“Inexplicable” was how the commentators had described Obed McCoy not dislodging the bails in the first T20I when R Ashwin was well short of his crease. McCoy just stood with the ball in hand while Ashwin threw in a dive to make his ground, missing out on a chance for a breakthrough in a game where India dominated West Indies in every facet.
Be that as it may, on Monday (August 1), at the Warner Park in St Kitts, McCoy didn’t leave a stone unturned in setting up his side’s series-levelling five-wicket win against India. West Indies rode on the back of McCoy’s historic 6-17 – the best figures for a West Indian bowler in T20Is, bundling India for their lowest total in a T20I in the Caribbean – just 138 in 19.4 overs. With his haul, McCoy joined a very elite group of five other bowlers among the full member sides to have picked up six wickets in a T20I.
What McCoy’s wrecking four-over spell did was highlight once again India’s weakness against left-arm seam. The other bowlers rallied around him effectively, but it was McCoy who set the tone for the day with a strike off the first ball of the game to have Rohit Sharma caught at backward point. It was a skiddy short delivery, but the extra bounce did the Indian captain in, as McCoy started with a maiden wicket.
McCoy’s angle to the right-handers continued to go away, enticing them to play the expansive drive. Off his first delivery against McCoy in the third over, Suryakumar Yadav perished in similar fashion, looking to drive a fuller delivery pitched across only to get a thick outside edge.
While the other bowlers pulled back their lengths, McCoy was unwavering from his plans. He was consistent with his lines, attacked the stumps and bowled fuller. “It’s a great feeling to perform against a top side like India,” said McCoy at the halfway stage. “You have to have a clear mind with your plans and assess the conditions. I only think of what I have to do, and then execute. It’s a great feeling to have the best figures.”
Execute he did, returning later in the innings to add to his tally of wickets removing Ravindra Jadeja, Dinesh Karthik, R Ashwin and Bhuvneshwar Kumar, breaking the backbone of India’s batting line-up single-handedly.
When McCoy made his IPL debut for Rajasthan Royals earlier in the year, the image that remains from that game is his celebration after picking his maiden IPL wicket. What tends to go under the rug was that he had defended 11 runs in the final over against Kolkata Knight Riders to hand his team a win. His exploits for RR in the IPL didn’t go unnoticed, but it was against the No.1 T20I side that he really came into his own to prove his mettle and why his reputation precedes him.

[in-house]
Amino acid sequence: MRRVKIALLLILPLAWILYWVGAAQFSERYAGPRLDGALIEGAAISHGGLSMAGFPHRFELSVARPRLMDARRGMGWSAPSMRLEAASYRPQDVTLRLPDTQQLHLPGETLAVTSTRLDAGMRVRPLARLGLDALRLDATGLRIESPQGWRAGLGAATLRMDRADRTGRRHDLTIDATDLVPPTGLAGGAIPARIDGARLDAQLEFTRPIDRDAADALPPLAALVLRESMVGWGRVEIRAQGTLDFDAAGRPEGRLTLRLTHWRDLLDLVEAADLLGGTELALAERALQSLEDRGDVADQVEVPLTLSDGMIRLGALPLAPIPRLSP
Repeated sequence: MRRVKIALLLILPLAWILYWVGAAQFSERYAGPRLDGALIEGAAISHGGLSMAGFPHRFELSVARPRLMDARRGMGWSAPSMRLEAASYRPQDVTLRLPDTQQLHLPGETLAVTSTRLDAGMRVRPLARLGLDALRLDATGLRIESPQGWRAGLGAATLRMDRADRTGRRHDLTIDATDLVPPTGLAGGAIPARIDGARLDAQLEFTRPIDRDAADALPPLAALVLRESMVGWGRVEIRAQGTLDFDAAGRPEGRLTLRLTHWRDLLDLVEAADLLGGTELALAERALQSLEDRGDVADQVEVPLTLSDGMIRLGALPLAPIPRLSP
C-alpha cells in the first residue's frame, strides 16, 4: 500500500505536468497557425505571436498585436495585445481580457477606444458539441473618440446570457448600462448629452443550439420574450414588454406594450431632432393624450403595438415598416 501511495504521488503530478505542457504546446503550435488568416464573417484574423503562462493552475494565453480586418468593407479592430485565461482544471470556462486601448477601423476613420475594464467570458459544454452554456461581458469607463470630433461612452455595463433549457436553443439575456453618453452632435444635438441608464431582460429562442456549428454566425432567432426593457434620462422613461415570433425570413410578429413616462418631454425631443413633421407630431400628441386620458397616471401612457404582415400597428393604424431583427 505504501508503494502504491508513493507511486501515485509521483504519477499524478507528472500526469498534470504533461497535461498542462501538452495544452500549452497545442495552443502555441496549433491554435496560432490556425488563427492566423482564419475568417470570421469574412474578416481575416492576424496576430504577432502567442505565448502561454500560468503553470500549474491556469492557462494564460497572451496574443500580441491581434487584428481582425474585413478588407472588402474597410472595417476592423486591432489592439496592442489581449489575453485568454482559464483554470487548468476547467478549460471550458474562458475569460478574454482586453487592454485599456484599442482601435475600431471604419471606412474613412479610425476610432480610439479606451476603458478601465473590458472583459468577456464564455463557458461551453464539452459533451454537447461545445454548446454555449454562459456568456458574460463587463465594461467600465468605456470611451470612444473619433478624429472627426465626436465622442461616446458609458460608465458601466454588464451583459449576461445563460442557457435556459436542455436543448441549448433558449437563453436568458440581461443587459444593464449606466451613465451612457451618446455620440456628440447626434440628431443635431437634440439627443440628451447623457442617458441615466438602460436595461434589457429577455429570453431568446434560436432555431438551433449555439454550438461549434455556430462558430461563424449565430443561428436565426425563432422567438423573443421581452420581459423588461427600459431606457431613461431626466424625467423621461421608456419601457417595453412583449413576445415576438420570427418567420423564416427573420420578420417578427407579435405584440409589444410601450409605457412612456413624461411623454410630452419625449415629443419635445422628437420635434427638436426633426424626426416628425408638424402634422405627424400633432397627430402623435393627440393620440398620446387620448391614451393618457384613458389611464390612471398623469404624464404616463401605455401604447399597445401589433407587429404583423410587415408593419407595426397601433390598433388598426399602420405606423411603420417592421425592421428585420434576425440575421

The psychological impact of losing Rohit off the first ball brought in a little caution in India’s otherwise aggressive approach. Wickets at regular intervals didn’t help them sustain any attempt at cranking up the aggression either. With the ball, it was the first time in 13 T20Is that India failed to pick a wicket in the Powerplay as Brandon King and Kyle Mayers gave West Indies a strong start. Although India made a great recovery and laid out many a hurdle for West Indies in the chase, the hosts managed to hold on and chase the target down in the final over with four balls to spare to pick up their first win in a T20I over India since 2019.
“I did this for my mom, she is home sick,” said McCoy after the game. “This is motivating me to be a better player. Thankful for it. (Rohit wicket) It put a lot of pressure on their batters. I always look for wickets in the powerplay because that stops batsmen from scoring runs in the powerplay. I went in with a clear mind (today). Was overthinking in the previous game. It gives me a lot of challenges and experience. Helps groom me as a player.”